Cemeteries & Cementarios
June 5, 2010 by David Stansbury

On one of my family’s recent trips to the beautiful and tranquil Mexican city of Mérida, Yucatán, my daughter and I decided to visit the historic”Cementario Géneral de Mérida”.

This large cemetery, which was established more than 100 years ago, is not so different from the ones here in New England or in other parts of the country. There are rows of graves with family names and flowers placed in remembrance of the deceased, and the form of the house as a shelter for the dead has developed in both places, but more so in Mexico I think. Ours here tend to be more abstract, often only revealed as a headstone with a roof-like triangular top or more like a temple, while in Mérida they really look like little houses. The big difference is color. We just don’t have much in our cemeteries, it’s more like shades of gray with a little soft brown or green marble occasionally visible. I think it comes from the long held belief that monuments, that is Greek and Roman ones, didn’t have color and thus our monuments to the deceased shouldn’t have color either. But in Mexico almost all the little houses for the  dead are painted in bright pastel colors. Of course the difference could be simply derived from the difference in climate. There is color all year round in Mexico—I wonder what a New England burial ground would look like in the snow with bright pastel gravestones?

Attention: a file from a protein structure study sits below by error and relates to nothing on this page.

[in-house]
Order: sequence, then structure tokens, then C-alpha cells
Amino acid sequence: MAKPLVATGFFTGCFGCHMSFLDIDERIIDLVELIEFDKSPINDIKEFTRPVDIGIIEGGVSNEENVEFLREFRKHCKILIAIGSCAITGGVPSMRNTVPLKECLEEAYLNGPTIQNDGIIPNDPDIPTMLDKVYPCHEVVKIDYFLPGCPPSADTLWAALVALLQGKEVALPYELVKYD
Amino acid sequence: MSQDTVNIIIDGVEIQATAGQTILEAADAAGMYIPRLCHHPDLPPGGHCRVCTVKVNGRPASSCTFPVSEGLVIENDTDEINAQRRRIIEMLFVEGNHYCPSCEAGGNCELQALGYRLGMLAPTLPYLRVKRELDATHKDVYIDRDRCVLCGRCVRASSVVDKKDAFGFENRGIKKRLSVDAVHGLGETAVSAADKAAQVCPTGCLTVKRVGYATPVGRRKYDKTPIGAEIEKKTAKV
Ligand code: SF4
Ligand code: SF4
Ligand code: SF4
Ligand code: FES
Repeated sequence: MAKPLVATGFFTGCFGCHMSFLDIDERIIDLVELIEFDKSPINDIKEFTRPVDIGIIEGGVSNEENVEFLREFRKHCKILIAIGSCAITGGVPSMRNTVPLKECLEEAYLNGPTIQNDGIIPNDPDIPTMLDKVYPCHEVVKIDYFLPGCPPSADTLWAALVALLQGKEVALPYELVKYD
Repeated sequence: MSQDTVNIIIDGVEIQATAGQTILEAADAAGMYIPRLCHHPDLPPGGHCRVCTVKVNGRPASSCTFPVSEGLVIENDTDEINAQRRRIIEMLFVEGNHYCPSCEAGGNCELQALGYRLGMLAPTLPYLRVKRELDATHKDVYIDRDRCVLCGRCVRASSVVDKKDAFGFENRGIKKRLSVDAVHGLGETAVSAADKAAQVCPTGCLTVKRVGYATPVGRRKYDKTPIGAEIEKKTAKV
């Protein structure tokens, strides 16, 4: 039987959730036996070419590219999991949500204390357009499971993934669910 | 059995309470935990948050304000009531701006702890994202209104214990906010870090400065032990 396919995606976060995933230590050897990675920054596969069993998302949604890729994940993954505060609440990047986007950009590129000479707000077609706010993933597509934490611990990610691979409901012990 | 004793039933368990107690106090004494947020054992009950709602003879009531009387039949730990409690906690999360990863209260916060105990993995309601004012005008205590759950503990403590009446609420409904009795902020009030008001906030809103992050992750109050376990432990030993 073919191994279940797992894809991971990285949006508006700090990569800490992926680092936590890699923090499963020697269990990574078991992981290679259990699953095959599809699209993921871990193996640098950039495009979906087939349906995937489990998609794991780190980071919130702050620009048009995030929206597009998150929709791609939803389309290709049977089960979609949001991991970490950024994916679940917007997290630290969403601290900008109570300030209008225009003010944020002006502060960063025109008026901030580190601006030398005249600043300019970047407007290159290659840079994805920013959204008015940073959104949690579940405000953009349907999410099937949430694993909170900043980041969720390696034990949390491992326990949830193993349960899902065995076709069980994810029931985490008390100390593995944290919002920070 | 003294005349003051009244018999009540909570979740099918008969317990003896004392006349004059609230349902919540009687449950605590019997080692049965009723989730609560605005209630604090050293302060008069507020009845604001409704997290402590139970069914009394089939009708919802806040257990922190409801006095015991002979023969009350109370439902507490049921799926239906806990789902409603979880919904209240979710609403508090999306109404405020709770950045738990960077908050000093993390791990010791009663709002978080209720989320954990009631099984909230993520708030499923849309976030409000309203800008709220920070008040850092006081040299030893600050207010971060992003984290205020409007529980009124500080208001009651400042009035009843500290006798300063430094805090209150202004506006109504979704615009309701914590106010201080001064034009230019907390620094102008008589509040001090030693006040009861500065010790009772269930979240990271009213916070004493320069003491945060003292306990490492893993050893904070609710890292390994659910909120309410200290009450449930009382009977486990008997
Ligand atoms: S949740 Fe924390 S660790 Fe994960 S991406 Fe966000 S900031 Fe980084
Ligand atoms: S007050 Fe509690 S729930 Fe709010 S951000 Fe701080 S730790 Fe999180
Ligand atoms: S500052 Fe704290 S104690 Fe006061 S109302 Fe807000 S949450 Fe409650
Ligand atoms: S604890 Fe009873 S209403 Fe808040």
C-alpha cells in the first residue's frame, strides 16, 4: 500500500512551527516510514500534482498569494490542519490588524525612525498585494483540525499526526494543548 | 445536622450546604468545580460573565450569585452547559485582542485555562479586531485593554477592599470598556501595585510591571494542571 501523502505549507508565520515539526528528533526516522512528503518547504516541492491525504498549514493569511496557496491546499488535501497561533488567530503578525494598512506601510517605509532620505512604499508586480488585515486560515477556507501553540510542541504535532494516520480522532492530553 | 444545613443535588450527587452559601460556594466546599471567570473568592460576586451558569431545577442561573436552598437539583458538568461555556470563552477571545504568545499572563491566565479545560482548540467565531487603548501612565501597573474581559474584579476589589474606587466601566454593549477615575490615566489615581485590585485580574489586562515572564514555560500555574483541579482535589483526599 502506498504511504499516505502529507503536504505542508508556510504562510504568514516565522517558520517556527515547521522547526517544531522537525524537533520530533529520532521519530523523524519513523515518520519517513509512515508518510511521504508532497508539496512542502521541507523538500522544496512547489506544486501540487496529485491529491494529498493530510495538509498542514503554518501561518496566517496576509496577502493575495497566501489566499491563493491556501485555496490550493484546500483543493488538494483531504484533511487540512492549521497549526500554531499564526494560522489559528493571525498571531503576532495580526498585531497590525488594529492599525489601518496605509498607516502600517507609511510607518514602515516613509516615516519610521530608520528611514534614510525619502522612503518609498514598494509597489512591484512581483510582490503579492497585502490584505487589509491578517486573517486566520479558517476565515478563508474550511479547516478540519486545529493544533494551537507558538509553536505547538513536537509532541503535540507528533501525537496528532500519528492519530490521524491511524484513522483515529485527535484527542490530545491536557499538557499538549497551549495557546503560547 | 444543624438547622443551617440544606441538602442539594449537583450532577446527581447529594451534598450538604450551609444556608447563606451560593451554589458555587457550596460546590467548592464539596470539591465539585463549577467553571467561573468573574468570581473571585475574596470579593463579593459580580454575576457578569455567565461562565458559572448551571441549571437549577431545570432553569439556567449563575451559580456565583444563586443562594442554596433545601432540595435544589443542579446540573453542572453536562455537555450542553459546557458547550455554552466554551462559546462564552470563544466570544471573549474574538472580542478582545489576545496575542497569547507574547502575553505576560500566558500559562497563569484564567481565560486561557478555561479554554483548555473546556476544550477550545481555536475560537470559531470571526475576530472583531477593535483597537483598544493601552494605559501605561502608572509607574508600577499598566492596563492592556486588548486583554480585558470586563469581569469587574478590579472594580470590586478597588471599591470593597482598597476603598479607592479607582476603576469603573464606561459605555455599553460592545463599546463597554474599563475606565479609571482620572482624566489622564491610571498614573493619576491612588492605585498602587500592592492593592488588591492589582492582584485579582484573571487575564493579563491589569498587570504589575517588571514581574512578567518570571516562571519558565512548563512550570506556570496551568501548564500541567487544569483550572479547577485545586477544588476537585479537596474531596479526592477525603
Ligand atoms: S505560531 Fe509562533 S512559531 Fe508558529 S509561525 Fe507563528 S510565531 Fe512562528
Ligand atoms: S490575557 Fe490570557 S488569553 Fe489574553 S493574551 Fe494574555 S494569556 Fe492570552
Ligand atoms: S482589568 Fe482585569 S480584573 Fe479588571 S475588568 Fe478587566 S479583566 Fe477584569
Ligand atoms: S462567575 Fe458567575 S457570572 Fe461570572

Here are some photos from the Mérida cemetetary and the graveyard adjacent to the Rockingham Meeting House in Vermont.

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